“Adolescents play pranks,” said Breithaupt, the superintendent of the LaSalle Parish school system. “I don’t think it was a threat against anybody.”
Yet it was after the noose incident that the violent, racially charged events that are still convulsing Jena began.
First, a series of fights between black and white students erupted at the high school over the nooses. Then, in late November, unknown arsonists set fire to the central wing of the school, which still sits in ruins. Off campus, a white youth beat up a black student who showed up at an all-white party. A few days later, another young white man pulled a shotgun on three black students at a convenience store.
Finally, on Dec. 4, a group of black students at the high school allegedly jumped a white student on his way out of the gym, knocked him unconscious and kicked him after he hit the floor. The victim — allegedly targeted because he was a friend of the students who hung the nooses and had been taunting blacks — was not seriously injured and spent only a few hours in the hospital. He was released in time to attend an event the same day.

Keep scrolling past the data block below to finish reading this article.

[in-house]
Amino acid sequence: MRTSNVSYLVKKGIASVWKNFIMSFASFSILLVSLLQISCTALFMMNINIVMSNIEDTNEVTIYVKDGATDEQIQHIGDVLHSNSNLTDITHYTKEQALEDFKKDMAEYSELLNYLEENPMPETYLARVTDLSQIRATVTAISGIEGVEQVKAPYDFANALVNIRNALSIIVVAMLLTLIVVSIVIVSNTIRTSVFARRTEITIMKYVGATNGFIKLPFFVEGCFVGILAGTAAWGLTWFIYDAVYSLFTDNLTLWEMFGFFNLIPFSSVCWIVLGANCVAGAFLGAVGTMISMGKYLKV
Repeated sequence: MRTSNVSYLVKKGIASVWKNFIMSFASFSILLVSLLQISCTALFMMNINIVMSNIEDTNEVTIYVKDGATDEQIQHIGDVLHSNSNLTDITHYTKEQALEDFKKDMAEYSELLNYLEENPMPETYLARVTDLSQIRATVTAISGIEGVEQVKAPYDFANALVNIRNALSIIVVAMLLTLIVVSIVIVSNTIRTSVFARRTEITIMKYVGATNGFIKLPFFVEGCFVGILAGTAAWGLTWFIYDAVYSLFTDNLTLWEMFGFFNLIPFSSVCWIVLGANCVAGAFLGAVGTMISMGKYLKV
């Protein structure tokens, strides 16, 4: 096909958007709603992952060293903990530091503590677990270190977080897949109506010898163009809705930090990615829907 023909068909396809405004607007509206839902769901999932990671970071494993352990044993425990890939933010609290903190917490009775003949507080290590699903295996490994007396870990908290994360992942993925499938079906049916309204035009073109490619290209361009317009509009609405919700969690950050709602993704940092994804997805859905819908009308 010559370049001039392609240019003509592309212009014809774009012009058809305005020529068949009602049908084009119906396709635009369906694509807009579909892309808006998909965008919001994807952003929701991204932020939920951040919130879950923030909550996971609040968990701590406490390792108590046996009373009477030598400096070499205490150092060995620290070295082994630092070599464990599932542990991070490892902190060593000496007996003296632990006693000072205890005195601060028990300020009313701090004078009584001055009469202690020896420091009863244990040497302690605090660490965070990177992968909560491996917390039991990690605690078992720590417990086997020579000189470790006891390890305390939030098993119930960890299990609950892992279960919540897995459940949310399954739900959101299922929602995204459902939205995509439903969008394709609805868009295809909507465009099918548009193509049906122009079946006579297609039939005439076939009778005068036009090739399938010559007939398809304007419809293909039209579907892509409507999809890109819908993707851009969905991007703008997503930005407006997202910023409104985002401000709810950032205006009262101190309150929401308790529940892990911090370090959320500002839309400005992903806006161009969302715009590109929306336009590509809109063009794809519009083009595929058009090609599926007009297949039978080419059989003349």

But the LaSalle Parish district attorney, Reed Walters, opted to charge six black students with attempted second-degree murder and other offenses, for which they could face a maximum of 100 years in prison if convicted. All six were expelled from school.
To the defendants, their families and civil rights groups that have examined the events, the attempted murder charges brought by a white prosecutor are excessive and part of a pattern of uneven justice in the town.